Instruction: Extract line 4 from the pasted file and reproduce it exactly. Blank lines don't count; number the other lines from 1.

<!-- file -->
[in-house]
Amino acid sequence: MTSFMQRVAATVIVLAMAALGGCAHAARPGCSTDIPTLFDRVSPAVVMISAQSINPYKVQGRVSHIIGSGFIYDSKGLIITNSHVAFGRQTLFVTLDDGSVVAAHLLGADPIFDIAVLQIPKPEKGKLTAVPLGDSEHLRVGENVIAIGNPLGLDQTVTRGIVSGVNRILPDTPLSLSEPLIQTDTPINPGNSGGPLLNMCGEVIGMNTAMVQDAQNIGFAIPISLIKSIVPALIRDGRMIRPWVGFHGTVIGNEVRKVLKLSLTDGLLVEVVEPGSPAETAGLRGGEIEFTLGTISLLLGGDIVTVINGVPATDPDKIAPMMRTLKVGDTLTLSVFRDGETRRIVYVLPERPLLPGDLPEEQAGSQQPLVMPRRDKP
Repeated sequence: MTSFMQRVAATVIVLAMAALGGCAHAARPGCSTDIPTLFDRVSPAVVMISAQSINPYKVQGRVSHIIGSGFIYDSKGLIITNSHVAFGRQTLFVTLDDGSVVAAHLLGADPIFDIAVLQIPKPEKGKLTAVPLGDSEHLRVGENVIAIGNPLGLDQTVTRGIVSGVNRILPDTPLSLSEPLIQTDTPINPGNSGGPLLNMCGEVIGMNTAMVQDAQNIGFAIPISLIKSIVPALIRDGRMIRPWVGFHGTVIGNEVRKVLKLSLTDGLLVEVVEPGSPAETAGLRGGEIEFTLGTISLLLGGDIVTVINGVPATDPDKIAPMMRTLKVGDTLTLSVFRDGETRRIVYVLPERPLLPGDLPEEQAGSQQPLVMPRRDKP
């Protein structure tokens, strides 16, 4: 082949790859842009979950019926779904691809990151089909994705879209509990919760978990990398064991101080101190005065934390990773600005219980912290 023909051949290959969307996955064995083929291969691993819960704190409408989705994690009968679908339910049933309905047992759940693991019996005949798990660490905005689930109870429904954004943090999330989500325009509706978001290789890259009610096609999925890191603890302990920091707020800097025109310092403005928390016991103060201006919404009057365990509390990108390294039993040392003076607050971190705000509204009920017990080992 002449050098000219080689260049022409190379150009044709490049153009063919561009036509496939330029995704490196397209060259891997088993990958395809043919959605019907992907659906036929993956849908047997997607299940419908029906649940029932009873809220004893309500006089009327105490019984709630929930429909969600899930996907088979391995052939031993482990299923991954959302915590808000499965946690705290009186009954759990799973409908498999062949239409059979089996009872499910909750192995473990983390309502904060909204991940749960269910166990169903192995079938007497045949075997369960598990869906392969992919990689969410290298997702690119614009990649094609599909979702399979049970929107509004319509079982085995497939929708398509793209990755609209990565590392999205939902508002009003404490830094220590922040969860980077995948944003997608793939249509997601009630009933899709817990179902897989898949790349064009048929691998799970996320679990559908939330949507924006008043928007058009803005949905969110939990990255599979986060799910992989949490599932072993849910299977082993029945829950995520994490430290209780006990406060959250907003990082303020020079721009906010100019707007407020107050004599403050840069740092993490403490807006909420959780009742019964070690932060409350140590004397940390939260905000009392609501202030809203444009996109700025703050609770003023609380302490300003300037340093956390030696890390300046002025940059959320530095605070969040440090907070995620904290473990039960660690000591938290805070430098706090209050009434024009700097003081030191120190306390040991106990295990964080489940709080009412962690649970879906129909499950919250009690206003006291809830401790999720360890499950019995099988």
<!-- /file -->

């Protein structure tokens, strides 16, 4: 082949790859842009979950019926779904691809990151089909994705879209509990919760978990990398064991101080101190005065934390990773600005219980912290 023909051949290959969307996955064995083929291969691993819960704190409408989705994690009968679908339910049933309905047992759940693991019996005949798990660490905005689930109870429904954004943090999330989500325009509706978001290789890259009610096609999925890191603890302990920091707020800097025109310092403005928390016991103060201006919404009057365990509390990108390294039993040392003076607050971190705000509204009920017990080992 002449050098000219080689260049022409190379150009044709490049153009063919561009036509496939330029995704490196397209060259891997088993990958395809043919959605019907992907659906036929993956849908047997997607299940419908029906649940029932009873809220004893309500006089009327105490019984709630929930429909969600899930996907088979391995052939031993482990299923991954959302915590808000499965946690705290009186009954759990799973409908498999062949239409059979089996009872499910909750192995473990983390309502904060909204991940749960269910166990169903192995079938007497045949075997369960598990869906392969992919990689969410290298997702690119614009990649094609599909979702399979049970929107509004319509079982085995497939929708398509793209990755609209990565590392999205939902508002009003404490830094220590922040969860980077995948944003997608793939249509997601009630009933899709817990179902897989898949790349064009048929691998799970996320679990559908939330949507924006008043928007058009803005949905969110939990990255599979986060799910992989949490599932072993849910299977082993029945829950995520994490430290209780006990406060959250907003990082303020020079721009906010100019707007407020107050004599403050840069740092993490403490807006909420959780009742019964070690932060409350140590004397940390939260905000009392609501202030809203444009996109700025703050609770003023609380302490300003300037340093956390030696890390300046002025940059959320530095605070969040440090907070995620904290473990039960660690000591938290805070430098706090209050009434024009700097003081030191120190306390040991106990295990964080489940709080009412962690649970879906129909499950919250009690206003006291809830401790999720360890499950019995099988």